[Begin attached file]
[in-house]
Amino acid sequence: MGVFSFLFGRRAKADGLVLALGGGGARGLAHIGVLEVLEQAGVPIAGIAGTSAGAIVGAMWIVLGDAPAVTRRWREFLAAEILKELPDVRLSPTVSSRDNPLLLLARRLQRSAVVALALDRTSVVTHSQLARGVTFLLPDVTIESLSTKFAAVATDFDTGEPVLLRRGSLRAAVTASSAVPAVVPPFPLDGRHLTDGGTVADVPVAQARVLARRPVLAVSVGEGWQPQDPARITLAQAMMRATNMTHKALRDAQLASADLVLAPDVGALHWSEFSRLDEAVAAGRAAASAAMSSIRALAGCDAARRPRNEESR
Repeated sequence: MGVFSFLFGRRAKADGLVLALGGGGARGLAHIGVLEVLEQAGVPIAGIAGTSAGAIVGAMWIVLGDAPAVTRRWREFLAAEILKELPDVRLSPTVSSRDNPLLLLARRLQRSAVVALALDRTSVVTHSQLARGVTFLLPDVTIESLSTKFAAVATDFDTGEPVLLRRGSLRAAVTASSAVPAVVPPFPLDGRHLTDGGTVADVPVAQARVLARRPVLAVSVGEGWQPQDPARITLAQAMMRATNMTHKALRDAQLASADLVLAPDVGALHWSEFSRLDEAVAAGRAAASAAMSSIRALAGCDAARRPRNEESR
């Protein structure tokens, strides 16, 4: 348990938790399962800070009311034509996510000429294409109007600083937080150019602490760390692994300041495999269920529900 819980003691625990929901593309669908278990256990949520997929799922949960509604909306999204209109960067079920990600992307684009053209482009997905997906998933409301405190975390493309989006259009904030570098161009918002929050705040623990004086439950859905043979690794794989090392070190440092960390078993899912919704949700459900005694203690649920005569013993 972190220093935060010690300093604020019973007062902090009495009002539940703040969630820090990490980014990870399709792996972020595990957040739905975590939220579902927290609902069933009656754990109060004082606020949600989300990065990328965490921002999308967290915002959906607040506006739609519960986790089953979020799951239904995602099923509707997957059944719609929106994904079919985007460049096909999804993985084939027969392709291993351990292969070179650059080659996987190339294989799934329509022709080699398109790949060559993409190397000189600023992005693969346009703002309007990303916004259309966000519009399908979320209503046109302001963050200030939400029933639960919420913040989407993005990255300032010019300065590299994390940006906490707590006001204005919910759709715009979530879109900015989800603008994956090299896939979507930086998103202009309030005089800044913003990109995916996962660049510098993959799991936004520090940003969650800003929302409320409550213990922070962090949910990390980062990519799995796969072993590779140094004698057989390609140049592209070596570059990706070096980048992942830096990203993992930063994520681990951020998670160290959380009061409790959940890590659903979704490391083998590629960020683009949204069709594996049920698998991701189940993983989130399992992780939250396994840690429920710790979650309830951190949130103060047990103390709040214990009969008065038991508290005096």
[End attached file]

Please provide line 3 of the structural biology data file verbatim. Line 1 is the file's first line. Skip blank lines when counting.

Repeated sequence: MGVFSFLFGRRAKADGLVLALGGGGARGLAHIGVLEVLEQAGVPIAGIAGTSAGAIVGAMWIVLGDAPAVTRRWREFLAAEILKELPDVRLSPTVSSRDNPLLLLARRLQRSAVVALALDRTSVVTHSQLARGVTFLLPDVTIESLSTKFAAVATDFDTGEPVLLRRGSLRAAVTASSAVPAVVPPFPLDGRHLTDGGTVADVPVAQARVLARRPVLAVSVGEGWQPQDPARITLAQAMMRATNMTHKALRDAQLASADLVLAPDVGALHWSEFSRLDEAVAAGRAAASAAMSSIRALAGCDAARRPRNEESR